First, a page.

Recruitment Marketing and recruiting are closely linked. They require a target group-specific strategy and the use of several marketing measures. In the following article, we explain exactly what recruitment marketing means and what challenges it entails.
What Is Recruitment Marketing?
Recruitment Marketing is the application of marketing measures in the field of recruitment. Because modern employees want to identify not only with their work, but also with their company, HR managers have to present the company as an attractive employer. In order to bind their own employees to the company and to get the right additional specialists, they use classic marketing measures, which are often combined with one another.
Internal and External Recruitment Marketing and Their Various Goals
The internal measures have the recruitment marketing goal of motivating the workforce even more and thereby increasing their work performance and productivity. The indirect intention is to get employees to express themselves positively about the company. And to make them ambassadors for the employer brand. Because this has a particularly strong effect on people outside the company, the awaited high potentials are easier to recruit.
In addition, the internal recruitment marketing measures increase employee loyalty to the company. Satisfied employees are not interested in leaving the company and are then also available as junior managers. The external measures are carried out with the intention of increasing the company’s profile as an employer and thus being able to hire new, qualified employees more quickly.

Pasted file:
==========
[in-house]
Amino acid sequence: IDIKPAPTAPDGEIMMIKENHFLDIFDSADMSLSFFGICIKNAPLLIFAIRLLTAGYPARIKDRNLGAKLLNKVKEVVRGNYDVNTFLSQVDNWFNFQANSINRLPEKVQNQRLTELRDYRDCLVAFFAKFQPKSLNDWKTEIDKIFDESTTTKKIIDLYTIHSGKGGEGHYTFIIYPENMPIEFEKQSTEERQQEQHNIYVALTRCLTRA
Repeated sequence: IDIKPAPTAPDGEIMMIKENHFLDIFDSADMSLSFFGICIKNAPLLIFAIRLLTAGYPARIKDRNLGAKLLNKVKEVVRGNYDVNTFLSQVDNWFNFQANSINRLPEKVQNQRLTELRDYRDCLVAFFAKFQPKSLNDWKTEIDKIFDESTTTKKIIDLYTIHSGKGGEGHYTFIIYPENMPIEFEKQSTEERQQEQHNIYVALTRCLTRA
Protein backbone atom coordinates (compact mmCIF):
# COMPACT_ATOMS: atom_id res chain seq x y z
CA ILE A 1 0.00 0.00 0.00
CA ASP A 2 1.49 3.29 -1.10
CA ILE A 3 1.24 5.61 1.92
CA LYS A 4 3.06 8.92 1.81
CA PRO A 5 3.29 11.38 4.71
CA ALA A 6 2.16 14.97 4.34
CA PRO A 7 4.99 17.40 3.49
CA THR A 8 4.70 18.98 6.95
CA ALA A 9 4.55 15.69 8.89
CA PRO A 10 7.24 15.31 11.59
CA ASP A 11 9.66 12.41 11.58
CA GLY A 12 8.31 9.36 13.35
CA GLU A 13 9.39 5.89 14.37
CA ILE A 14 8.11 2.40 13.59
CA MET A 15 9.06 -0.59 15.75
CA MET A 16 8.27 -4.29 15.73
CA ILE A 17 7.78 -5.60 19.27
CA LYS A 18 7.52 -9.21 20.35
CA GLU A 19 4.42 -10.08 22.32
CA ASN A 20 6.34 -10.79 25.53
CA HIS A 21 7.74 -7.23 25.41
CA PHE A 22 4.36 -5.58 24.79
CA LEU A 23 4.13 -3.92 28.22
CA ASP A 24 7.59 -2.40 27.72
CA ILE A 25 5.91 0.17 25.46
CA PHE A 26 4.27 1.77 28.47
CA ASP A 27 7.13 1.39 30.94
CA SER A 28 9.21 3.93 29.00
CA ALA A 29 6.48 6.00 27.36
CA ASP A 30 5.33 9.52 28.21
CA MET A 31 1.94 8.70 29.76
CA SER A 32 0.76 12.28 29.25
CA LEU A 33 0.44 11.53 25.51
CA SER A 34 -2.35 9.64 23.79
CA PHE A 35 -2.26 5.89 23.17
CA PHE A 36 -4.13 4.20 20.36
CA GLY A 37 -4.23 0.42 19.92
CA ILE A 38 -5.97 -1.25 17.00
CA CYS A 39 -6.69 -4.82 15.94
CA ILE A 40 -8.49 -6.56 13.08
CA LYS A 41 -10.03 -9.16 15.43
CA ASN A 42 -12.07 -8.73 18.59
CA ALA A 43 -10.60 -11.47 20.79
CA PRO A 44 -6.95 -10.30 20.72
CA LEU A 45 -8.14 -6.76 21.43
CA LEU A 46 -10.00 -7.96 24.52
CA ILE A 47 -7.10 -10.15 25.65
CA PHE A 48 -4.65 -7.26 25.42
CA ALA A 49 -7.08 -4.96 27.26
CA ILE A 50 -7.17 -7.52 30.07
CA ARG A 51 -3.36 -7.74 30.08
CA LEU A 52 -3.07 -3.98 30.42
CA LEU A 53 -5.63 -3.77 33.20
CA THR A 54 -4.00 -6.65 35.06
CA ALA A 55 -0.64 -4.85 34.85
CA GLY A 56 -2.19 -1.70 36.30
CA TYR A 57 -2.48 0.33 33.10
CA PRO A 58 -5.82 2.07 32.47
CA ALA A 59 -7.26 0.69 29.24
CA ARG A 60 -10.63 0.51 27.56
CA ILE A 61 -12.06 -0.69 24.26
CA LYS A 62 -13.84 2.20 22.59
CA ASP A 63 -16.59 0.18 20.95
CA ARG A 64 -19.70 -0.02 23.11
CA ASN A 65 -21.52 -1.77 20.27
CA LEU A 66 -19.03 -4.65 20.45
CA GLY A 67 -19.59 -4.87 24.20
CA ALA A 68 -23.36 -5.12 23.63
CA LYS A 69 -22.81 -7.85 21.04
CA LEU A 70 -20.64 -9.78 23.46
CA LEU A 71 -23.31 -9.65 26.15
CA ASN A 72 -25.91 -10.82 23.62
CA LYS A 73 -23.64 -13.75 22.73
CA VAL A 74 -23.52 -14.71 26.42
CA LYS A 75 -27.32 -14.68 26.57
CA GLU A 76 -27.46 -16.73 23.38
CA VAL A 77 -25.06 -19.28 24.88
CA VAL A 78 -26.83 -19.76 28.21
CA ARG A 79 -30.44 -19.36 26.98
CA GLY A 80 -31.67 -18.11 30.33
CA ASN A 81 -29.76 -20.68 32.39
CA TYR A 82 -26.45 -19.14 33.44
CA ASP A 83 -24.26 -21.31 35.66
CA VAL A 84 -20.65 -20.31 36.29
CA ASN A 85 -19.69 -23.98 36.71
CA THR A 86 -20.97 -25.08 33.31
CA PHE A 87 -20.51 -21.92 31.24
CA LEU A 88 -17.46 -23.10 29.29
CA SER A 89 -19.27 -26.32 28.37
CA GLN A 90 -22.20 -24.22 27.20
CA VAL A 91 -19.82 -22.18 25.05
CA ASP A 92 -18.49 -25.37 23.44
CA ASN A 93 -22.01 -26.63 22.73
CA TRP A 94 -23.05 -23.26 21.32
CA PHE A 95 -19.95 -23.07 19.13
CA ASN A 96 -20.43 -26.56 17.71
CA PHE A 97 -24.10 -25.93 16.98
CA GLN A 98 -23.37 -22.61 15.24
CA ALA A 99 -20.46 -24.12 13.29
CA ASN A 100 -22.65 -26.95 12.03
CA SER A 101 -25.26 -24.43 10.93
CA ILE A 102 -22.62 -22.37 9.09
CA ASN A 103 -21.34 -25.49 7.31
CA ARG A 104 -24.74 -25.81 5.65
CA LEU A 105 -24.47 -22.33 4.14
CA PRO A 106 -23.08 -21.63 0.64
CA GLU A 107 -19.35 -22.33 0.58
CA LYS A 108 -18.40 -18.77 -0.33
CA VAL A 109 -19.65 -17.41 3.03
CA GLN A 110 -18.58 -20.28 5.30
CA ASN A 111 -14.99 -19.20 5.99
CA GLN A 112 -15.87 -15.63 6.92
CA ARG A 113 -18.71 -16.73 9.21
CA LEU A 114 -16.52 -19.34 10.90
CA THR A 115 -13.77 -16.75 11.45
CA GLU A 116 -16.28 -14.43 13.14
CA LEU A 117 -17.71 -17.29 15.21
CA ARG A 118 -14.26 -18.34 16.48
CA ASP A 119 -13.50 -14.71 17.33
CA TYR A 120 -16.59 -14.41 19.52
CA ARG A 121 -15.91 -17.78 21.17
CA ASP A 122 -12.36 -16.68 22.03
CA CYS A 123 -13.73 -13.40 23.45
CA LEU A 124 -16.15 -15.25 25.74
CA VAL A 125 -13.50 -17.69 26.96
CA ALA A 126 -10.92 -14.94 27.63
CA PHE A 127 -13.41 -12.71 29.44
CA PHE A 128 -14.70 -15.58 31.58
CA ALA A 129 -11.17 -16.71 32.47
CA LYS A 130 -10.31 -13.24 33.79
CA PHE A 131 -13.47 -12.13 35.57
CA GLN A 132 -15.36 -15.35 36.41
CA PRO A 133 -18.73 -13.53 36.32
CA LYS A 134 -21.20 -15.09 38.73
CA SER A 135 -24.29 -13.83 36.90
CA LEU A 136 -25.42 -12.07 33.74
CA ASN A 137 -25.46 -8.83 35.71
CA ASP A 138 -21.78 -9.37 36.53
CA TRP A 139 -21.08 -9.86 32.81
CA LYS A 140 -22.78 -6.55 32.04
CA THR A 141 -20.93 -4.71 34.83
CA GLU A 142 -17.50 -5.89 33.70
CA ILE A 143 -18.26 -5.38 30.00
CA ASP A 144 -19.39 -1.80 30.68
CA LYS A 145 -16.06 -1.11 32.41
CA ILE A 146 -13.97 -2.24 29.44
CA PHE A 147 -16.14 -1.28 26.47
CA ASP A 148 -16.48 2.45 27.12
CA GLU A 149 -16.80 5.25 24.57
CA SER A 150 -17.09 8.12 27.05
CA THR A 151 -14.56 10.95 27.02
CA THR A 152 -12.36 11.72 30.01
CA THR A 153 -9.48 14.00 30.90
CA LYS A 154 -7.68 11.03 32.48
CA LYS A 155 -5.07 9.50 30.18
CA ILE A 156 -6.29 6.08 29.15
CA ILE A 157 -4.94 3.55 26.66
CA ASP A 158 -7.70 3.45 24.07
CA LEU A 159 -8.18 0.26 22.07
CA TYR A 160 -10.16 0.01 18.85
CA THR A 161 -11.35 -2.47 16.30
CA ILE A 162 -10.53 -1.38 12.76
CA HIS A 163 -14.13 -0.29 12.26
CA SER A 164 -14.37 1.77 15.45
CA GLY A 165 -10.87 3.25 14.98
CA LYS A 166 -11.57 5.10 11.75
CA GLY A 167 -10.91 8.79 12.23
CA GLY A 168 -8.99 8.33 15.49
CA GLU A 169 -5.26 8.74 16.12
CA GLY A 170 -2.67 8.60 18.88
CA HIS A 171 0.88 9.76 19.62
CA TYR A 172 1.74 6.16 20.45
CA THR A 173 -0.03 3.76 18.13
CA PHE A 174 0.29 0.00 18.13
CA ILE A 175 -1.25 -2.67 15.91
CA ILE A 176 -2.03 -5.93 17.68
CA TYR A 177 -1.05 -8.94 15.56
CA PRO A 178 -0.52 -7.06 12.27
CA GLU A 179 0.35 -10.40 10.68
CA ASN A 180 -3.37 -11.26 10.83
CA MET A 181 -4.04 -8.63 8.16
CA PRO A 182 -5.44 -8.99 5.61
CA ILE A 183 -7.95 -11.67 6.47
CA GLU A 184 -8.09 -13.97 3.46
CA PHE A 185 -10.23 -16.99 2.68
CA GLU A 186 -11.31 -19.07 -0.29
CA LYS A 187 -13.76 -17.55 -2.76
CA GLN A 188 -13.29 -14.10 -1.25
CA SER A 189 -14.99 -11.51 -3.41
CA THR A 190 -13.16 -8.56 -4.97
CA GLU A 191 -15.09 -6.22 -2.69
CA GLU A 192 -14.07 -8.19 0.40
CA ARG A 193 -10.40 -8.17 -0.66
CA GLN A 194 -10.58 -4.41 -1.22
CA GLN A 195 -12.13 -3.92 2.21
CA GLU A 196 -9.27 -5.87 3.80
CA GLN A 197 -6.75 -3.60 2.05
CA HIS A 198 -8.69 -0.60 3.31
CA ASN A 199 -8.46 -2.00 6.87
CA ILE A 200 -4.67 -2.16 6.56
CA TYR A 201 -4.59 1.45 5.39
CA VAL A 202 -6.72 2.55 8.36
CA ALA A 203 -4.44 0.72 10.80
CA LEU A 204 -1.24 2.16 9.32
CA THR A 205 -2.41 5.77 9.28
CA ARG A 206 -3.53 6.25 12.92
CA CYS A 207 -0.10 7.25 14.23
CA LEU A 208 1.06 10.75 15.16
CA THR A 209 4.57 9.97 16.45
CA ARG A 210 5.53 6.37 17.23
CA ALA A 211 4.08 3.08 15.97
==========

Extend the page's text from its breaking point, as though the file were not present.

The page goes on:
Examples of Recruitment Marketing Measures
In order to retain their own employees permanently, the HR manager apply the following measures.
- Promotion of the career of particularly successful qualified employees, for example in the form of further training and the filling of freelance management positions.
- Job rotation, which creates more variety in everyday work.
- Expansion of the employee's workspace so that they have more responsibility.
- A pleasant working atmosphere. For instance, employees can design their own workplace.
- Removal of disruptive factors.
- Rewarding very productive and particularly creative employees with bonuses and bonus payments.
- Family-friendly working hours for employees with young children.
- Open corporate culture.
- Colleagues meet for joint activities after work.
Successful internal recruitment marketing begins on the first day of work. If the onboarding is successful, the foundation for a permanent bond with the company has been laid. It is therefore advisable to take time for a personal welcome:
- Leave a positive first impression with a nicely decorated workplace and a tour of the company.
- Promote the introductory program for new hires. It will facilitate the acquaintance with their new colleagues.
In order to attract external employees in the long term, the HR manager has the following options:
- Strengthen the employer brand through special image campaigns. You can find out how employer branding is used to generate new talent in the article "7 steps to the perfect employer branding campaign."
- Active sourcing, for example through social media of the target group you are looking for. Or the placement of job advertisements in print media or online. Contacting potential applicants at the trade fair stand is also part of active sourcing. It can also include university recruiting, provided that prospective academics are the target group. In-house application days are another tool of active sourcing. It allows interested job seekers to take a look at their potential job and their colleagues in advance.
- Employee recommendations. There are now even special employee recruitment programs in this area. Take a look at Firstbird Employee Referral Program.
- Positive candidate experience. By processing incoming cover letters quickly and giving feedback in between, the HR manager shows himself to be a sympathetic employer for whom the human factor is important.